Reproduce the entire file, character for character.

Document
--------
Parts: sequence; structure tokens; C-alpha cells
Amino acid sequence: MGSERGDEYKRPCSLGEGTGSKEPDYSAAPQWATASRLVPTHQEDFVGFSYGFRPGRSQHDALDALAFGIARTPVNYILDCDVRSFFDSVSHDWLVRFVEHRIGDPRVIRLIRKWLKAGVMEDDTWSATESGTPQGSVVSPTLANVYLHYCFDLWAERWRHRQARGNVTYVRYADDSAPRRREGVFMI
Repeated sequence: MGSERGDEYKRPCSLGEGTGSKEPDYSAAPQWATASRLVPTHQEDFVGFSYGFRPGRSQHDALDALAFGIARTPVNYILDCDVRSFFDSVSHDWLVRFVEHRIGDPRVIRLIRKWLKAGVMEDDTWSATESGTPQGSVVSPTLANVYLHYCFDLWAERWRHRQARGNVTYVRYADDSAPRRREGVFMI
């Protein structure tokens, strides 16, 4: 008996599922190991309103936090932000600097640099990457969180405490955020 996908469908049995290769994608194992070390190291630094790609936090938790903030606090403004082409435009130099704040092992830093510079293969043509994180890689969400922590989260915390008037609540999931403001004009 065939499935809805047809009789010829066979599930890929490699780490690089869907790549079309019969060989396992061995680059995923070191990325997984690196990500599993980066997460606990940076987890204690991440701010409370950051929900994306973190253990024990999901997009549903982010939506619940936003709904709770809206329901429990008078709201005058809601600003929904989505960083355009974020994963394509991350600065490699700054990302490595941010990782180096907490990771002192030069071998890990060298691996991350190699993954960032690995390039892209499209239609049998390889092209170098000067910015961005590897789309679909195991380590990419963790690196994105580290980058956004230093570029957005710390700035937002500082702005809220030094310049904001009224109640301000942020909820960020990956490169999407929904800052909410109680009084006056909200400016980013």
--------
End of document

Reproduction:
Parts: sequence; structure tokens; C-alpha cells
Amino acid sequence: MGSERGDEYKRPCSLGEGTGSKEPDYSAAPQWATASRLVPTHQEDFVGFSYGFRPGRSQHDALDALAFGIARTPVNYILDCDVRSFFDSVSHDWLVRFVEHRIGDPRVIRLIRKWLKAGVMEDDTWSATESGTPQGSVVSPTLANVYLHYCFDLWAERWRHRQARGNVTYVRYADDSAPRRREGVFMI
Repeated sequence: MGSERGDEYKRPCSLGEGTGSKEPDYSAAPQWATASRLVPTHQEDFVGFSYGFRPGRSQHDALDALAFGIARTPVNYILDCDVRSFFDSVSHDWLVRFVEHRIGDPRVIRLIRKWLKAGVMEDDTWSATESGTPQGSVVSPTLANVYLHYCFDLWAERWRHRQARGNVTYVRYADDSAPRRREGVFMI
């Protein structure tokens, strides 16, 4: 008996599922190991309103936090932000600097640099990457969180405490955020 996908469908049995290769994608194992070390190291630094790609936090938790903030606090403004082409435009130099704040092992830093510079293969043509994180890689969400922590989260915390008037609540999931403001004009 065939499935809805047809009789010829066979599930890929490699780490690089869907790549079309019969060989396992061995680059995923070191990325997984690196990500599993980066997460606990940076987890204690991440701010409370950051929900994306973190253990024990999901997009549903982010939506619940936003709904709770809206329901429990008078709201005058809601600003929904989505960083355009974020994963394509991350600065490699700054990302490595941010990782180096907490990771002192030069071998890990060298691996991350190699993954960032690995390039892209499209239609049998390889092209170098000067910015961005590897789309679909195991380590990419963790690196994105580290980058956004230093570029957005710390700035937002500082702005809220030094310049904001009224109640301000942020909820960020990956490169999407929904800052909410109680009084006056909200400016980013």